Diclidophlebia smithi (Hemiptera: Psyllidae), a potential biocontrol agent for Miconia calvescens in the Pacific: Population dynamics, climate-match, host-specificity, host-damage and natural enemies.
de Morais, E.G.F., Picanço, M.C., Lopes-Mattos, K.L.B., Bourchier, R.S., Meira, R.M.S.A., and Barreto, R.W. (2013). "Diclidophlebia smithi (Hemiptera: Psyllidae), a potential biocontrol agent for Miconia calvescens in the Pacific: Population dynamics, climate-match, host-specificity, host-damage and natural enemies.", Biological Control, 66(1), pp. 33-40. doi : 10.1016/j.biocontrol.2013.03.008 Access to full text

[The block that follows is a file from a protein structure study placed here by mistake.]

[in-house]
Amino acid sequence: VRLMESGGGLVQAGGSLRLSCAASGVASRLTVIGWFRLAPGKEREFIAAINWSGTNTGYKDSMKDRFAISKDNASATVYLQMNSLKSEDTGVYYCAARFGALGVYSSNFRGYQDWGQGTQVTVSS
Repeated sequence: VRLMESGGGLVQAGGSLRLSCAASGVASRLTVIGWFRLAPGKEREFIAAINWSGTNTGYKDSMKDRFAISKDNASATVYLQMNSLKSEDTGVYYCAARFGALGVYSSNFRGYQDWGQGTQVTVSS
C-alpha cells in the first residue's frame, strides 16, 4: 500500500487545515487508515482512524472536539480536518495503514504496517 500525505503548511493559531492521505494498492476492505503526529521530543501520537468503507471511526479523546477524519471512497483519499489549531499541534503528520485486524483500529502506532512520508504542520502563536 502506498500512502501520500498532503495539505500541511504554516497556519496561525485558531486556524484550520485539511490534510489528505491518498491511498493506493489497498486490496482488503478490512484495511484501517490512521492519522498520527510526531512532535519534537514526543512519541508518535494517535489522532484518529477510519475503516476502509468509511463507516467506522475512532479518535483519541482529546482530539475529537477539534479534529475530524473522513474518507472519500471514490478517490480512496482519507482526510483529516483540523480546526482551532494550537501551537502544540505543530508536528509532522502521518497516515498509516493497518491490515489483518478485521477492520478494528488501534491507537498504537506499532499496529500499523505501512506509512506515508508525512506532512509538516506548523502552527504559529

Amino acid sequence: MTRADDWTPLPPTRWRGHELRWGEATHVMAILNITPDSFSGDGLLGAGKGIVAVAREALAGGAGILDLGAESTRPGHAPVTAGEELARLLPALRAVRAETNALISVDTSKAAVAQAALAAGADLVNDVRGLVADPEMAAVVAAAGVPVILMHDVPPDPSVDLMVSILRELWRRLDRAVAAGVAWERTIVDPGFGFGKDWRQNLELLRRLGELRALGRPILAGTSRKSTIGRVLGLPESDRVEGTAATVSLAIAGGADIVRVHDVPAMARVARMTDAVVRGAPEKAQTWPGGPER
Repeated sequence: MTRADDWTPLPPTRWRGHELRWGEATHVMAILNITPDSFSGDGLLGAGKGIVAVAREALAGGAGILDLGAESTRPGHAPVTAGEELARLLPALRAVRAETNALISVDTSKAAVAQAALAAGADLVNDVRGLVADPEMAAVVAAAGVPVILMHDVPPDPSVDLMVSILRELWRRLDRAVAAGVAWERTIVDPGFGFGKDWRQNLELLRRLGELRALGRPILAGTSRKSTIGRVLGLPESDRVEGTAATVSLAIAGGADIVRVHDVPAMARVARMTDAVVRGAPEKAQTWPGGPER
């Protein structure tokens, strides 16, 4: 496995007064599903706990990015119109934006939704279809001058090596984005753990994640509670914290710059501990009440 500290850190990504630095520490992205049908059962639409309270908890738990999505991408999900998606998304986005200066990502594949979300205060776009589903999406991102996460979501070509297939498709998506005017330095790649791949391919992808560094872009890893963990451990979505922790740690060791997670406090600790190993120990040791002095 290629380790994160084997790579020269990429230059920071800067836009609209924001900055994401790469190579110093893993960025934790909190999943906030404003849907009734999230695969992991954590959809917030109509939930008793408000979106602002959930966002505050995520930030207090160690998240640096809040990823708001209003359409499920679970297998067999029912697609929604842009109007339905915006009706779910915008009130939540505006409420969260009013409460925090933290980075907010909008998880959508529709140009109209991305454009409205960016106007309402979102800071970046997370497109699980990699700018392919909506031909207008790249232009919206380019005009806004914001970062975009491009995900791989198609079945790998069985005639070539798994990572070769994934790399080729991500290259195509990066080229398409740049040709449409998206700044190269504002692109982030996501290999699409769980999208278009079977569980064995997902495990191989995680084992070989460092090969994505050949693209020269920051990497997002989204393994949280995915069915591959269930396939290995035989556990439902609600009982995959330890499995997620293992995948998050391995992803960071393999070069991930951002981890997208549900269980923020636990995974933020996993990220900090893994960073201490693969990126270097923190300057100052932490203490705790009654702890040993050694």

Diclidophlebia smithi (Hemiptera: Psyllidae) has been proposed as a candidate biological control agent forMiconia calvescens (Melastomataceae), a neotropical tree regarded as one of the worst threats to the rainforest ecosystems of several Pacific islands. Populations of D. smithi monitored over three years at three sites in the state of Minas Gerais, Brazil were found to peak during the cooler, drier months from April to July, with air temperatures as the factor most strongly correlated (negatively) with population density. A biologically significant match of climate conditions (+0.7 CMI, using CLIMEX regional matching) was found between the study region in Brazil and 3 of 9 weather stations in the potential release area of Hawaii. This result coupled with the wide variation in climatic conditions under which D. smithi populations have been found in Brazil suggest that D. smithi has good potential to establish in at least some regions of Hawaii. No significant predator, parasitoids or entomopathogens were found attacking D. smithi in its native range. No nymphs or adults of D. smithi were found on any plant belonging to a list of 102 species of 58 plant families growing in the vicinity of colonized M. calvescens individuals. Conversely, potted sentinel plants of the Hawaiian biotype of M. calvescens were readily colonized by D. smithi during an experimental six-month field exposure. Greenhouse no-choice tests with nine species of Melastomataceae also demonstrated thatD. smithi has a host-range restricted to M. calvescens. A study of the morphological changes caused on tissues of M. calvescens by D. smithi showed that attack on leaves caused a collapse in the epidermis, cell disorganization and degeneration of the vascular system. This study confirms that D. smithi has significant potential as a biocontrol agent for M. calvescens.
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